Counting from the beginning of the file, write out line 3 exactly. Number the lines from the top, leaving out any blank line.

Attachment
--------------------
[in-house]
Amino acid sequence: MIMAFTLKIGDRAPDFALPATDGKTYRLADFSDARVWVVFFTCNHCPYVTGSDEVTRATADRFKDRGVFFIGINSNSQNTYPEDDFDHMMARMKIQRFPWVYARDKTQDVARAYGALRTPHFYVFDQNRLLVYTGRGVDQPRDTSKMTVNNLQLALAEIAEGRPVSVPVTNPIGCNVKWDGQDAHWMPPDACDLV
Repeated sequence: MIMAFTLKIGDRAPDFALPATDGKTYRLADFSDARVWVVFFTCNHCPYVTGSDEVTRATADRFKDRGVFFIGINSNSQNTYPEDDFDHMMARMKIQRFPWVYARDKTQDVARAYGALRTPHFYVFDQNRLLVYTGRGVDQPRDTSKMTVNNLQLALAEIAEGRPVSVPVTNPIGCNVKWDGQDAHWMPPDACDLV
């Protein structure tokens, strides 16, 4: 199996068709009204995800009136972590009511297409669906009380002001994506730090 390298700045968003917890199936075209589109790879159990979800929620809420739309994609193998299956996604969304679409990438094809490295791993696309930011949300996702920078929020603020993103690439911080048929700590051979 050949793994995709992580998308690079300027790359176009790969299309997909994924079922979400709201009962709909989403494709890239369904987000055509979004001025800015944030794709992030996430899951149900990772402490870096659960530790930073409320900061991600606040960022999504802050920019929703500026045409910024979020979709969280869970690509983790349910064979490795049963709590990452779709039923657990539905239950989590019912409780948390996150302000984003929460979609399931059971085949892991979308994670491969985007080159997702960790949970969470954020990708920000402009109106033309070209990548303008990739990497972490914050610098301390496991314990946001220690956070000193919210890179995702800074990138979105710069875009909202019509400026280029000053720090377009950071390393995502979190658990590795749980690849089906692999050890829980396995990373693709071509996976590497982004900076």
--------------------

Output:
Repeated sequence: MIMAFTLKIGDRAPDFALPATDGKTYRLADFSDARVWVVFFTCNHCPYVTGSDEVTRATADRFKDRGVFFIGINSNSQNTYPEDDFDHMMARMKIQRFPWVYARDKTQDVARAYGALRTPHFYVFDQNRLLVYTGRGVDQPRDTSKMTVNNLQLALAEIAEGRPVSVPVTNPIGCNVKWDGQDAHWMPPDACDLV